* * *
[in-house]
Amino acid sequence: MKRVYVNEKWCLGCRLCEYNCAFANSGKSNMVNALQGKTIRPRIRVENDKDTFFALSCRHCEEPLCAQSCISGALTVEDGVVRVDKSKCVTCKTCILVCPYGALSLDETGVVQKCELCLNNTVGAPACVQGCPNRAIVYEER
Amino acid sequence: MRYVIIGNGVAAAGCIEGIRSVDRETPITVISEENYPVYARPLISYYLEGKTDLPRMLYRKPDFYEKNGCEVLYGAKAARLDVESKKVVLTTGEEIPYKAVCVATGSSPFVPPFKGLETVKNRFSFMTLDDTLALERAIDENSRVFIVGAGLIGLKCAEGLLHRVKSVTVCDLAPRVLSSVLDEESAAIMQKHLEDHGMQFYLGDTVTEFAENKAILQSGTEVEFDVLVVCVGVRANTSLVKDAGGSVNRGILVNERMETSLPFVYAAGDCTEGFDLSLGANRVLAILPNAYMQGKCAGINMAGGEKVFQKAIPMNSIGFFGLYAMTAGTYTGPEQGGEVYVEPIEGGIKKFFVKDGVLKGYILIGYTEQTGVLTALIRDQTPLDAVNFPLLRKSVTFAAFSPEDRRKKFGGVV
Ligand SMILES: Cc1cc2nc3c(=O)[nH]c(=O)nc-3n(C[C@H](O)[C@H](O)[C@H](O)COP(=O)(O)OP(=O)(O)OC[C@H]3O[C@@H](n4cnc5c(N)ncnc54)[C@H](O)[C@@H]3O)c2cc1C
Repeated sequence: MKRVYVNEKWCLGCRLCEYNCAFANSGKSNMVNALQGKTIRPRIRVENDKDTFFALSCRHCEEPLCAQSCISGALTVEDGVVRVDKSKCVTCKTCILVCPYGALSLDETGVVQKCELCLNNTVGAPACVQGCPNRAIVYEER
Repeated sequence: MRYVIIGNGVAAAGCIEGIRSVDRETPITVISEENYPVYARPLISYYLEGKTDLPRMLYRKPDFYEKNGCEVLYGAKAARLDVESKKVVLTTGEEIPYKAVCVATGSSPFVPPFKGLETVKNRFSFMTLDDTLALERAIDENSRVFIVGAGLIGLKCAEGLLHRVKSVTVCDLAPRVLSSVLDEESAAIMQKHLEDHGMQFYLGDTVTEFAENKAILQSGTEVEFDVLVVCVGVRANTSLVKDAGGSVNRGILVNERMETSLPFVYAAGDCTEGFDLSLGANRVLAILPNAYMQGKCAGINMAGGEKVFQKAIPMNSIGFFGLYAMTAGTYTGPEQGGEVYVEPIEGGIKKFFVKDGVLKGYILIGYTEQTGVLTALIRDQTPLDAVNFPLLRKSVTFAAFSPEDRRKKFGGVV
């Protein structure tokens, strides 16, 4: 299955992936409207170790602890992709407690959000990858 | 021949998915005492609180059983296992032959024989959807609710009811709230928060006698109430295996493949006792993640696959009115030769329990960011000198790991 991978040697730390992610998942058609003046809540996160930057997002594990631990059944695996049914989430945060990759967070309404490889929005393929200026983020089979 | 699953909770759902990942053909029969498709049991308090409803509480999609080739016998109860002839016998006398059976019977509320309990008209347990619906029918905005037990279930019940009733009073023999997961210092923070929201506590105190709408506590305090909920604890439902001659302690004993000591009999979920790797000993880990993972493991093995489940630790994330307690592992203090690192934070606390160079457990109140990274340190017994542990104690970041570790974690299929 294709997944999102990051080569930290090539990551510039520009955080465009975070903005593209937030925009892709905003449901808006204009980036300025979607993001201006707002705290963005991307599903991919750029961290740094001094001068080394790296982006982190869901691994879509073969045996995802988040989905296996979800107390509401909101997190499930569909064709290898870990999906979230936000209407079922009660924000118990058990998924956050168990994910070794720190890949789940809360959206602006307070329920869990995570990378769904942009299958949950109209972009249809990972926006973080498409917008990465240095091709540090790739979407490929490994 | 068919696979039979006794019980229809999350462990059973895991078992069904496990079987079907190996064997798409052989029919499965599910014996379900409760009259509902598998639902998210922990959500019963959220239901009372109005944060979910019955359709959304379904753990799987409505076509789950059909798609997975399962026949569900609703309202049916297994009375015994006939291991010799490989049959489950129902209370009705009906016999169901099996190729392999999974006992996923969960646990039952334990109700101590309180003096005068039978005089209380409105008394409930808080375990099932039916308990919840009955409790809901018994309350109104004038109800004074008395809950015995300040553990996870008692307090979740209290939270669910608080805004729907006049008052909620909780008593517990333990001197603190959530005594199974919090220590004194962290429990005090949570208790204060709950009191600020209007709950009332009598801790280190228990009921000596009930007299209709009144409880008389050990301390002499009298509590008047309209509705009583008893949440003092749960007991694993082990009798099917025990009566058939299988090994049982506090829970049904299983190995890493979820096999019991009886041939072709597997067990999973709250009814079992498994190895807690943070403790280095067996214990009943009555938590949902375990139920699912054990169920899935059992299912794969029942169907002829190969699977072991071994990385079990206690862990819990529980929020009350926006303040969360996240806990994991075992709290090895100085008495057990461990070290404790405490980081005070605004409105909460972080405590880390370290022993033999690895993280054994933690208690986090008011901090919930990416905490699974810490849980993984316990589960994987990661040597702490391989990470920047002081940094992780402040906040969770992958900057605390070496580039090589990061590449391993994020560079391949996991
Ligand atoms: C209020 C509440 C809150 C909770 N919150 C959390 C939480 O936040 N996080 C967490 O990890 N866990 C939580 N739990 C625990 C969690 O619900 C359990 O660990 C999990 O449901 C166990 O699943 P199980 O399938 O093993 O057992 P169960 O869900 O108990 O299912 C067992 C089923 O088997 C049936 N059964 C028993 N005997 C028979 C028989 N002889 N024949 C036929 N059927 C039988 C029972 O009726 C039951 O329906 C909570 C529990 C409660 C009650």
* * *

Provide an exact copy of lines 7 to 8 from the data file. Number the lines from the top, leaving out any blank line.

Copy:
């Protein structure tokens, strides 16, 4: 299955992936409207170790602890992709407690959000990858 | 021949998915005492609180059983296992032959024989959807609710009811709230928060006698109430295996493949006792993640696959009115030769329990960011000198790991 991978040697730390992610998942058609003046809540996160930057997002594990631990059944695996049914989430945060990759967070309404490889929005393929200026983020089979 | 699953909770759902990942053909029969498709049991308090409803509480999609080739016998109860002839016998006398059976019977509320309990008209347990619906029918905005037990279930019940009733009073023999997961210092923070929201506590105190709408506590305090909920604890439902001659302690004993000591009999979920790797000993880990993972493991093995489940630790994330307690592992203090690192934070606390160079457990109140990274340190017994542990104690970041570790974690299929 294709997944999102990051080569930290090539990551510039520009955080465009975070903005593209937030925009892709905003449901808006204009980036300025979607993001201006707002705290963005991307599903991919750029961290740094001094001068080394790296982006982190869901691994879509073969045996995802988040989905296996979800107390509401909101997190499930569909064709290898870990999906979230936000209407079922009660924000118990058990998924956050168990994910070794720190890949789940809360959206602006307070329920869990995570990378769904942009299958949950109209972009249809990972926006973080498409917008990465240095091709540090790739979407490929490994 | 068919696979039979006794019980229809999350462990059973895991078992069904496990079987079907190996064997798409052989029919499965599910014996379900409760009259509902598998639902998210922990959500019963959220239901009372109005944060979910019955359709959304379904753990799987409505076509789950059909798609997975399962026949569900609703309202049916297994009375015994006939291991010799490989049959489950129902209370009705009906016999169901099996190729392999999974006992996923969960646990039952334990109700101590309180003096005068039978005089209380409105008394409930808080375990099932039916308990919840009955409790809901018994309350109104004038109800004074008395809950015995300040553990996870008692307090979740209290939270669910608080805004729907006049008052909620909780008593517990333990001197603190959530005594199974919090220590004194962290429990005090949570208790204060709950009191600020209007709950009332009598801790280190228990009921000596009930007299209709009144409880008389050990301390002499009298509590008047309209509705009583008893949440003092749960007991694993082990009798099917025990009566058939299988090994049982506090829970049904299983190995890493979820096999019991009886041939072709597997067990999973709250009814079992498994190895807690943070403790280095067996214990009943009555938590949902375990139920699912054990169920899935059992299912794969029942169907002829190969699977072991071994990385079990206690862990819990529980929020009350926006303040969360996240806990994991075992709290090895100085008495057990461990070290404790405490980081005070605004409105909460972080405590880390370290022993033999690895993280054994933690208690986090008011901090919930990416905490699974810490849980993984316990589960994987990661040597702490391989990470920047002081940094992780402040906040969770992958900057605390070496580039090589990061590449391993994020560079391949996991
Ligand atoms: C209020 C509440 C809150 C909770 N919150 C959390 C939480 O936040 N996080 C967490 O990890 N866990 C939580 N739990 C625990 C969690 O619900 C359990 O660990 C999990 O449901 C166990 O699943 P199980 O399938 O093993 O057992 P169960 O869900 O108990 O299912 C067992 C089923 O088997 C049936 N059964 C028993 N005997 C028979 C028989 N002889 N024949 C036929 N059927 C039988 C029972 O009726 C039951 O329906 C909570 C529990 C409660 C009650």